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The Big Picture: On the relationship between frequency and meaning

Is there a text in our data? This was the elementary question first brilliantly posed by Michael Gavin.[1] Another way of asking it would be, when we treat texts as data what happens to them? How much of the text survives and how much is lost? But also, how are they transformed into new kinds of objects and how do these new objects relate back to their original form (or do they at all)? In other words, Can computational models be appropriate approximations for inferring the meaning of texts for human readers?

These are obviously extremely challenging questions to answer. But in many ways they are the most fundamental ones that we have to answer before we proceed. Over the course of this section you will be learning numerous techniques to model texts. But underneath all of these models lies an assumption that modeling texts as data is a reasonable thing to do. As Gavin reminds us, how could Google return the exact best document to your brief queries without an adequate theory of the relationship between the computational modeling of texts and your beliefs about their meaning?

The theory that will underpin everything to come rests on what is known as the “distributional hypothesis.” This hypothesis, which I’ll explain in a moment, depends on the belief that there is a fundamental relationship between quantityand meaning when it comes to (human) communication. Without that, none of this would make sense. So the distributional hypothesis says that symbols (or documents) that share similar probability distributions of related features will share similar meaning. What does this mysterious statement mean? It means that the meaning of words (and documents) is determined by the frequency of words (and documents) surrounding them. In other words, a word’s meaning (let’s start there) is shaped by the words that appear “near” it. This is the word’s “context.” And the frequency with which you see these words provides a model of that word’s meaning.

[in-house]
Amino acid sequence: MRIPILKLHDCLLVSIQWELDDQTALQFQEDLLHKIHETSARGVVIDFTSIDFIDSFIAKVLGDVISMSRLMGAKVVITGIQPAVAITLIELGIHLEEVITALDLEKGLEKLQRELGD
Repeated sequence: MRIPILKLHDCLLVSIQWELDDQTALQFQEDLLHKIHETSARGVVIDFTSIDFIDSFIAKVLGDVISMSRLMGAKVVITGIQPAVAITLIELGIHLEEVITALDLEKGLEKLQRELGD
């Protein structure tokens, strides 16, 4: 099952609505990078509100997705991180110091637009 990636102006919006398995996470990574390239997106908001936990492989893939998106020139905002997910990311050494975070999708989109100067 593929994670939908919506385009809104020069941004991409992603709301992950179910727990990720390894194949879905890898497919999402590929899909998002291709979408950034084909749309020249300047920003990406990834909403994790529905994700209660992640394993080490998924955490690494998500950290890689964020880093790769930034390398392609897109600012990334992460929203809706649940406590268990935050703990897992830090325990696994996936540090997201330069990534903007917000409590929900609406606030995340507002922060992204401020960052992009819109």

The easiest way to think about this is to think of the same word that can have two (or more) different meanings. When you see the word file and it means a folder containing some documents, you are likely to encounter certain words that help you ascertain that this is not a nail file. The word “likely” there is really important. You don’t always see the same words every time. But certain words appear more often. This observed frequency can be translated into a probability — when I see the word “file [folder]” I expect to see word A about x times or x times more often than word B. This is how children acquire language. You hear a strange sound xbvgrfh which you’ve never heard before and then you hear some other sounds which are more familiar to you and gradually over time you build a model of what to “expect” when you hear xbvgrfh. This becomes xbvgrfh’s meaning